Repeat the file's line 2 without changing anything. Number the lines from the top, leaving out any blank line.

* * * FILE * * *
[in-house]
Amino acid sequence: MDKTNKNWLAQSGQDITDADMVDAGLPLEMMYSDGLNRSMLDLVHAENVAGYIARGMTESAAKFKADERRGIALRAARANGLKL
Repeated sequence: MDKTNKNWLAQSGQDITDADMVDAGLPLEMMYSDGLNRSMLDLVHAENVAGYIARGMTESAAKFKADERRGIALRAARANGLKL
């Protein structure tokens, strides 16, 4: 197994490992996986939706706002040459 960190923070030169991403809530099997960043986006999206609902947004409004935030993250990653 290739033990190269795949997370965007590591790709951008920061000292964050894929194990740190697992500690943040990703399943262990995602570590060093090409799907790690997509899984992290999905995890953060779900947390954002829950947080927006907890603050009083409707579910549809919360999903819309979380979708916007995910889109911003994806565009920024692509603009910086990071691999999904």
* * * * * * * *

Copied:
Amino acid sequence: MDKTNKNWLAQSGQDITDADMVDAGLPLEMMYSDGLNRSMLDLVHAENVAGYIARGMTESAAKFKADERRGIALRAARANGLKL